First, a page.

SCREENWRITING BOOKS - Complications Ensue
Complications Ensue:
The Crafty TV and Screenwriting Blog




Baby Name Voyager graphs baby name frequency by decade.

Social Security Administration: Most popular names by year.

Name Trends: Uniquely popular names by year.

Reverse Dictionary Search: "What's that word that means....?"

Facebook Name Trees Match first names with last names.


Archives

April 2004

May 2004

June 2004

July 2004

August 2004

September 2004

October 2004

November 2004

December 2004

January 2005

February 2005

March 2005

April 2005

May 2005

June 2005

July 2005

August 2005

September 2005

October 2005

November 2005

December 2005

January 2006

February 2006

March 2006

April 2006

May 2006

June 2006

July 2006

August 2006

September 2006

October 2006

November 2006

December 2006

January 2007

February 2007

March 2007

April 2007

May 2007

June 2007

July 2007

August 2007

September 2007

October 2007

November 2007

December 2007

January 2008

February 2008

March 2008

April 2008

May 2008

June 2008

July 2008

August 2008

September 2008

October 2008

November 2008

December 2008

January 2009

February 2009

March 2009

April 2009

May 2009

June 2009

July 2009

August 2009

September 2009

October 2009

November 2009

December 2009

January 2010

February 2010

March 2010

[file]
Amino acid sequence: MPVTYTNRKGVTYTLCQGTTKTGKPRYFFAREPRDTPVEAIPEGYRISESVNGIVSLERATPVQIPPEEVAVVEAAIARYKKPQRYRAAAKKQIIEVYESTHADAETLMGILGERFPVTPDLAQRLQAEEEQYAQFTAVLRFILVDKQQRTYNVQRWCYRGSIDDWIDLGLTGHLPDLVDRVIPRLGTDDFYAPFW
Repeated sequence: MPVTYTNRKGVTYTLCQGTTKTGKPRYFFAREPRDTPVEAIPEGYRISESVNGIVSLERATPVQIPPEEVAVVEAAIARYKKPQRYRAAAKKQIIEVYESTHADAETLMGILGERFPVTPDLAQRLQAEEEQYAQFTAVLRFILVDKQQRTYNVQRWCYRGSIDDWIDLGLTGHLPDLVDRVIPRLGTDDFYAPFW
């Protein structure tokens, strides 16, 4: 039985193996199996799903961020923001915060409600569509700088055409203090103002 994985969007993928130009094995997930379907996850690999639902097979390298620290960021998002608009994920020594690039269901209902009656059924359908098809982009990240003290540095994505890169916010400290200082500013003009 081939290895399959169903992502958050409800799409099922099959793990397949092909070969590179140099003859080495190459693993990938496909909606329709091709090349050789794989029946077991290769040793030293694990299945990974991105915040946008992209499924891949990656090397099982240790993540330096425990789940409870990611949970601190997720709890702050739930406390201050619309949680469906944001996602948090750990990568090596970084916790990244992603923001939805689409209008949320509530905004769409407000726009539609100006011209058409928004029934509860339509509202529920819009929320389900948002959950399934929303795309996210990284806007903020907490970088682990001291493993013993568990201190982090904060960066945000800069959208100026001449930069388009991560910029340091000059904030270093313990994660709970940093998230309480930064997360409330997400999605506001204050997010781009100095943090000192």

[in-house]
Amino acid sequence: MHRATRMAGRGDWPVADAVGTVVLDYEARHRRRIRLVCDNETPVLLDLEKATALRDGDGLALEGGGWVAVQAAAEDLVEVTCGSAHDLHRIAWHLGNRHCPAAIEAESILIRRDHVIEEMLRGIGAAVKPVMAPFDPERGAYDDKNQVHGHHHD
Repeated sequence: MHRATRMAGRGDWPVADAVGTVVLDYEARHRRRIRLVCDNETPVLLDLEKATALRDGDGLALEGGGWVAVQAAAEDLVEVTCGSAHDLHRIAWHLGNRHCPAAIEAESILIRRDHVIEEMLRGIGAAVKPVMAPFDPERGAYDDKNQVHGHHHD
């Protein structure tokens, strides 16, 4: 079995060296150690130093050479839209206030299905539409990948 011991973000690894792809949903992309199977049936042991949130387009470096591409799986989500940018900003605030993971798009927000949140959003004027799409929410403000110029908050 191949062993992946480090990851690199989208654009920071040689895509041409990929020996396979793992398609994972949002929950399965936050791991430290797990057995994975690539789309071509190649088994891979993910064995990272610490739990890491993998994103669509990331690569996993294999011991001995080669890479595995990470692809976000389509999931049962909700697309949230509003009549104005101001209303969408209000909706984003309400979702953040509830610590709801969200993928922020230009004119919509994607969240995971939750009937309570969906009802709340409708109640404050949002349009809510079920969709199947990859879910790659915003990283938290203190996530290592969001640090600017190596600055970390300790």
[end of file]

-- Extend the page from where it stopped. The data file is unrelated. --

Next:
April 2010

May 2010

June 2010

July 2010

August 2010

September 2010

October 2010

November 2010

December 2010

January 2011

February 2011

March 2011

April 2011

May 2011

June 2011

July 2011

August 2011

September 2011

October 2011

November 2011

December 2011

January 2012

February 2012

March 2012

April 2012

May 2012

June 2012

July 2012

August 2012

September 2012

October 2012

November 2012

December 2012

January 2013

February 2013

March 2013

April 2013

May 2013

June 2013

July 2013

August 2013

September 2013

October 2013

November 2013

December 2013

January 2014

February 2014

March 2014

April 2014

May 2014

June 2014

July 2014

August 2014

September 2014

 

Thursday, June 30, 2005

Craig Mazin has a gritty post about screenwriting books and the non-screenwriters that write them. I agree with the sentiment. One reason I wrote Crafty Screenwriting was that most screenwriting books seem to have been written in a neverland where the goal is a well-written script. Or something. Having worked for 10 years as a development executive, I noticed they missed important things like the need to have a hook. While anything that gets your juices flowing is worth something, I don't know why people are reading books by people who've never made a living from scripts. I would happily read a book about screenwriting from a producer, another development exec, an agent, an actor or a director, if there were one, before I'd read one by a professional screenwriting teacher. And I've heard the same horror stories about certain screenwriting book writers and the scripts they've perpetrated.